May 2018 / Volume 16, No. 2


The Americans with Disabilities Act of 1990 (the “ADA”) is intended to prevent discrimination against persons with disabilities. Some provisions are well understood. For example, employers know that they cannot terminate an employee who suffers from a disability if the employee can perform the essential functions of the job. Other provisions of the ADA are less clear. One subject of particular dispute is whether employers must allow an employee to take a leave of absence for medical reasons.

Reasonable Accommodations -- The ADA requires employers to afford “reasonable accommodations” to “qualified individuals,” but does not clearly define who is a “qualified individual” or what constitutes a “reasonable accommodation.” The ADA states only that a “qualified individual” is a person who “with or without reasonable accommodation, can perform the essential functions” of the job. In turn, a “reasonable accommodation” may include “making existing facilities . . . readily accessible to and useable by individuals with disabilities;” or “job restructuring, part-time or modified work schedules, reassignment to a vacant position, acquisition or modification of equipment or devices, . . . provision of qualified readers or interpreters, and other similar accommodations for individuals with disabilities.” “Qualified individuals” are entitled to such accommodations so long as they do not impose an “undue hardship” on the  employer.[1]

EEOC’s Current Position on Medical Leave -- The U.S. Equal Employment Opportunity Commission (“EEOC”) takes the position that the ADA requires employers to grant a temporary leave of absence as a “reasonable accommodation” if the employee can return to work and perform the job requirements after the leave of absence. According to the EEOC, such a leave of absence could last for months.[2]

New Court Decision Contrary to EEOC’s Position -- However, in the recent decision of Severson v. Heartland Woodcraft, Inc., the Seventh Circuit Court of Appeals, which reviews decisions from Federal District Courts in Illinois, Indiana, and Wisconsin, held that the ADA does not  require employers to grant a medical leave of absence if the leave extends over a long period of time. In the Severson case, the employee’s job required heavy lifting, so when he aggravated a back condition the pain prevented him from working. The employer agreed to allow the  employee the maximum, three-month, unpaid leave of absence provided by the Family and Medical Leave Act (“FMLA”) so that he could receive treatment and rest. At the end of the FMLA leave of absence, however, his condition did not improve and he planned to undergo surgery. He requested an additional two to three-month leave of absence to recover from surgery that was scheduled for his final day of FMLA leave. His employer refused and his employment ended at the expiration of his FMLA leave.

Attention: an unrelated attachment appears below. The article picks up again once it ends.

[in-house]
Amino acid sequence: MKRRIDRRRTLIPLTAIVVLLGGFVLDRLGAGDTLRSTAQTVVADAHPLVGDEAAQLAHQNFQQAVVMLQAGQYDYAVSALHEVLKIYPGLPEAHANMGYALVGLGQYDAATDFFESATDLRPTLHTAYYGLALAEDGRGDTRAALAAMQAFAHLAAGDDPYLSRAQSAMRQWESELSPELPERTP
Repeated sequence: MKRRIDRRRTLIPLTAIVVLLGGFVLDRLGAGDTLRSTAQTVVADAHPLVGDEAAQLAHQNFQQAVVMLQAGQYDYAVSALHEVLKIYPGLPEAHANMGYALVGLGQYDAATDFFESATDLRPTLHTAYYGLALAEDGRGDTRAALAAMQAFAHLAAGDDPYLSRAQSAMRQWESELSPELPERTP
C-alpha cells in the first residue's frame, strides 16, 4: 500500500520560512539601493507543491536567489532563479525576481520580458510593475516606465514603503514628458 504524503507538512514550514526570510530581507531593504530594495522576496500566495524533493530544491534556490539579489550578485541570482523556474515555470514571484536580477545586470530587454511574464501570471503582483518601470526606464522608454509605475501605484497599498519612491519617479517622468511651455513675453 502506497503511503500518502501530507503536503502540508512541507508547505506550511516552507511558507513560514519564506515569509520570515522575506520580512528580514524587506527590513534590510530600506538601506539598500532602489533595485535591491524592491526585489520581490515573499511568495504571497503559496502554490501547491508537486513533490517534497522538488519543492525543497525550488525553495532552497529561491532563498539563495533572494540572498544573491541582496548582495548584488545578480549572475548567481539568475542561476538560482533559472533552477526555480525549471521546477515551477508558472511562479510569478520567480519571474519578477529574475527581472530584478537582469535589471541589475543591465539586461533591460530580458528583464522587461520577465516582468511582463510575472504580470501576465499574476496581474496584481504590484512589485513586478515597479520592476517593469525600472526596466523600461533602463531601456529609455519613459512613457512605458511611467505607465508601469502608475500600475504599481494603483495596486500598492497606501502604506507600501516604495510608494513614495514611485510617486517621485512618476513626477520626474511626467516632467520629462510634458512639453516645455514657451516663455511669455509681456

In his lawsuit, the employee alleged that he was a “qualified individual” under the ADA and was entitled to reasonable accommodations. He took the position that a two to three-month leave of absence was a reasonable accommodation because he would be able to perform the essential functions of his job after he recovered from surgery. The Court of Appeals held that he was not a “qualified individual” under the ADA because he was not able to perform the essential functions of his job, reasoning that “an extended leave of absence does not give a disabled person the means to work; it excuses his not working.” At the same time, the Court of Appeals qualified its holding by stating that a short leave of absence could constitute an accommodation under the ADA because “intermittent time off or a short leave of absence . . . may, in appropriate circumstances be analogous to a part-time or modified work schedule.”[3]

Conclusion -- Courts in other jurisdictions have come to different conclusions under similar circumstances. Nonetheless, the Seventh Circuit held that the “inability to work for a multi-month period removes a person from the class protected by the ADA.”[4] The leave of absence must be considered based on the circumstances of each case to determine whether it would pose an “undue hardship” for the particular employer. On April 2, 2018, the United States Supreme Court declined to hear the case,[5] which may give the Seventh Circuit’s decision in Severson greater weight in other jurisdictions.
[1] 42 U.S.C. §12111(8).
[2] Severson v. Heartland Woodcraft, Inc., 872 F.3d 476 (7th Cir. 2017).
[3] Id.
[4] Id.
[5] 138 S. Ct. 1441 (Apr. 02, 2018).

By:  G. Terence Nader


The Donald Trump/Stormy Daniels legal slugfest has placed the issue of confidentiality
provisions front and center. While not many clients call upon their lawyers to negotiate
hush agreements to cover up personal indiscretions, an enforceable confidentiality provision is a key component in many agreements. Parties have varying motives to keep a contract’s terms hidden from public scrutiny. For example, a settling defendant may not want it known that it paid out a significant sum to a plaintiff in order to deter future lawsuits. Likewise, a plaintiff, for its own privacy interests, may not want it known just how much it wrangled from  the defendant. In cases not involving disputes, parties often want to keep business terms and other confidential or proprietary information from getting into the public sphere, and non-disclosure agreements barring the parties from disclosing to outsiders the terms of a business arrangement can provide the parties the assurances they seek before they close a deal.